2. Remember Fred Hiatt about whom I wrote a critical piece that you were good enough to publish in the magazine? After he left the Pentagon beat, the Post sent him to Russia; they even gave him some language training and other schooling to prepare him to be a foreign correspondent. (Too bad they don’t give young Pentagon reporters some schooling, too.) Anyway, he’s now back in Washington and occasionally writes a piece for the Op-ed page. Obviously, he has matured into a respectable commentator and has written some very fine and thoughtful articles in recent months. So I wrote him a letter to tell him so, and got a nice response from him. I thought you’d be interested.
3. Regarding the Current News files that were decimated by Maitre at Boston U., the final resolution of that problem was that the remaining files were shipped down to the Air University archives at Maxwell AFB in Alabama. Dr. Silber paid the freight, which I believe cost somewhere around ten grand. I think I mentioned to you that Dick Kohn, former Air Force historian and now a professor at North Carolina got into the act and helped make those arrangements.
Meanwhile, Maitre turned out to be…well, as W.C. Fields said when he met Mae West, “There is less here than meets the eye.” You might say that all’s well that ends well, but every time I think of Maitre I get furious all over again.
[Note: Harry was referring to the Current News, a daily publication he managed during his Pentagon career. Other letters in his files show that the Defense Department turned over the Current News archives to a communications director at Boston U., after much research and requests from other organizations to keep the files for scholarly research. It turned out that the Boston U. director later disposed of them, infuriating Harry and others. Certain individuals eventually retrieved the archive.]
4. I read your review of Colin Powell’s book with considerable interest. I know him, not well, but reasonably well, and there are some things about his book that “give me pause.” You did a masterful job with that review, and some of what you said echoed my own reservations. It should have been printed in the mainstream press, where it could get much wider circulation, but even so, enough Washington insiders saw it so that it made an impression. Have you had any comments?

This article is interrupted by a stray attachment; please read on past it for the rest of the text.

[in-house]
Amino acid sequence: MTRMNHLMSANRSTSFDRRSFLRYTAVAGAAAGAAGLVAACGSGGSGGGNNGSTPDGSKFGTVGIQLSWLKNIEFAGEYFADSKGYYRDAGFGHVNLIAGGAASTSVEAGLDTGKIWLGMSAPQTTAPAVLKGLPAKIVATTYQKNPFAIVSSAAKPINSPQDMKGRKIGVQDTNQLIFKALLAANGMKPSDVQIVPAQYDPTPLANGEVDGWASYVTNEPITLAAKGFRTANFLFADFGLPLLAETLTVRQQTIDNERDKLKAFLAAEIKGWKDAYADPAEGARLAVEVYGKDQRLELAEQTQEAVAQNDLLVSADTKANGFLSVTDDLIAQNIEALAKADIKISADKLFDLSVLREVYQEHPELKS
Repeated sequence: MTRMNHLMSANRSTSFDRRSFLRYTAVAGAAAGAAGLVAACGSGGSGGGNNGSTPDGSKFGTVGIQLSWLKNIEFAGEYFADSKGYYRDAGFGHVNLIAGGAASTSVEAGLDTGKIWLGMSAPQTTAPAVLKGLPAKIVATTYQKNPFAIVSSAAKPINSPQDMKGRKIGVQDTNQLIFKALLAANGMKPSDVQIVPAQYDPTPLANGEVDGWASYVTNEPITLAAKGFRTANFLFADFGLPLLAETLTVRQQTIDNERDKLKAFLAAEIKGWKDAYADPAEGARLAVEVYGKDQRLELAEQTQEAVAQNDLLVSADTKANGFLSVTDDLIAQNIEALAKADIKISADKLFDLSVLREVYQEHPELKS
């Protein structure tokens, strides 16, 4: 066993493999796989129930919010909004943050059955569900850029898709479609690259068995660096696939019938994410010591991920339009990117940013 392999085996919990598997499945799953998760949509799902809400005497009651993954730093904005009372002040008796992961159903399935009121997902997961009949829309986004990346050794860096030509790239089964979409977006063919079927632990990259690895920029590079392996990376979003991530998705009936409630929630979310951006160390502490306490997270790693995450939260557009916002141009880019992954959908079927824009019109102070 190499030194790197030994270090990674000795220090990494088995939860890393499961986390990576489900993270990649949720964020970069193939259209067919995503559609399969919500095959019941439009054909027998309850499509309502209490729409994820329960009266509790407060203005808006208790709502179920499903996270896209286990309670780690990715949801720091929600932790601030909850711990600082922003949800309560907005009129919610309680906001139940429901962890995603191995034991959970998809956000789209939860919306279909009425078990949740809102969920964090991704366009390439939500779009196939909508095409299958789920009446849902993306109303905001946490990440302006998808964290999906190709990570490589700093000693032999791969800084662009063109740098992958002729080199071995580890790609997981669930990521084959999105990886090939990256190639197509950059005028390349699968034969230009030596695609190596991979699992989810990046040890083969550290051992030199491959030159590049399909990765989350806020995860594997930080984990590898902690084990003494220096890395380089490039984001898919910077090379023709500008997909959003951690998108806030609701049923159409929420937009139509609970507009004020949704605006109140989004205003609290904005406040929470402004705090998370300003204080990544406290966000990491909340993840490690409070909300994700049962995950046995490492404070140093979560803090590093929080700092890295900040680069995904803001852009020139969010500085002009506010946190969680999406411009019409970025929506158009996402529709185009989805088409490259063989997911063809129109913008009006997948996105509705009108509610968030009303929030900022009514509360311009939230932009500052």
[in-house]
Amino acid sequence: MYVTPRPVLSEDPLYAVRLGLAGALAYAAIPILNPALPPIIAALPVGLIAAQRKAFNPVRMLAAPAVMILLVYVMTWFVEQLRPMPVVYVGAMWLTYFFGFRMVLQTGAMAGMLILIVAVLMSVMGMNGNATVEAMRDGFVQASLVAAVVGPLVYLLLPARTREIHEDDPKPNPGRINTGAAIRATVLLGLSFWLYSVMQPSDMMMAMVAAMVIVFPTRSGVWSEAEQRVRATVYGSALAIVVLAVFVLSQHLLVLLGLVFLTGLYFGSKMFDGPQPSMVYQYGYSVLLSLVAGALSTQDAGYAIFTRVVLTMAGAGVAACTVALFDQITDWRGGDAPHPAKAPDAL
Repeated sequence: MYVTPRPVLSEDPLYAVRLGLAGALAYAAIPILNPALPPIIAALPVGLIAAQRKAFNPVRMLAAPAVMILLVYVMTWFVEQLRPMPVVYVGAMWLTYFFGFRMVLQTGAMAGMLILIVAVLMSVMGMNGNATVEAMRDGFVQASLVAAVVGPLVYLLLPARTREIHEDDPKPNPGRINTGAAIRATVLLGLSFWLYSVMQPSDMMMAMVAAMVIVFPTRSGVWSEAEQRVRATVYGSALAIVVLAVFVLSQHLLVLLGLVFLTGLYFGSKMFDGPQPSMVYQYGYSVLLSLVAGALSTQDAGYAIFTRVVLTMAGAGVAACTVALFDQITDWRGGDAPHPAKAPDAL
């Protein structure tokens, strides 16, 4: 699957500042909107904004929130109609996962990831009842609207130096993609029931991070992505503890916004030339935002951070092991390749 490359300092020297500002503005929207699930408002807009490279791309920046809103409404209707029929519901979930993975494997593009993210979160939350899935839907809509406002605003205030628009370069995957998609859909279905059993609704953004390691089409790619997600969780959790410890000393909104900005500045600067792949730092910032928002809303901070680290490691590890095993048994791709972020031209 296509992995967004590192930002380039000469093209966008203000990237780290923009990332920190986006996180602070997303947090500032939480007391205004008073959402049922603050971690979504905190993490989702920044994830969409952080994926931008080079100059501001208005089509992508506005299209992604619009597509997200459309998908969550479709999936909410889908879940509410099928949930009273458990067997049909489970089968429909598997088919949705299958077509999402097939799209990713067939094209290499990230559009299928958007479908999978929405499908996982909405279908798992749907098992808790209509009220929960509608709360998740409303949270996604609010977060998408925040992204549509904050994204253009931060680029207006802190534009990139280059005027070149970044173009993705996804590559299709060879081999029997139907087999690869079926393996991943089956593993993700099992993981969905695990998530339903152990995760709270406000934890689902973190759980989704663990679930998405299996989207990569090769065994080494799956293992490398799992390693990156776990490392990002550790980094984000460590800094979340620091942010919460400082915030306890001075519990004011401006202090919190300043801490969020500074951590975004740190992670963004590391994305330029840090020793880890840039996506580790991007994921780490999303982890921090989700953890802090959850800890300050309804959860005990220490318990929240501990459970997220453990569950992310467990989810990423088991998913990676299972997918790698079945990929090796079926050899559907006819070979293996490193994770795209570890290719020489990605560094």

5. I celebrated my 75th birthday last June and my 53rd anniversary last August – in fair health. Did I tell you that for the past seven or eight years I have been taking courses at the University of Maryland – one or two each semester? (I’ve also been teaching English there.) Last semester I took a course in the political process for journalists, taught by two people; one is a former Maryland State Senator, a Republican lady, and the other is the former Democratic Governor of Maryland, William Donald Schaeffer. Both were a joy to listen to – fascinating, really. This semester I’m taking a course taught by Hodding Carter: Professional Seminar in Public Affairs Reporting. It should be interesting; certainly, as in all the other courses I’ve taken, I’m bound to learn something. I must say, Ben, the older I get, the more I realize how little I know, or, to put it another way, how little I’ve learned along the way.
Copyright 2016, Elaine Blackman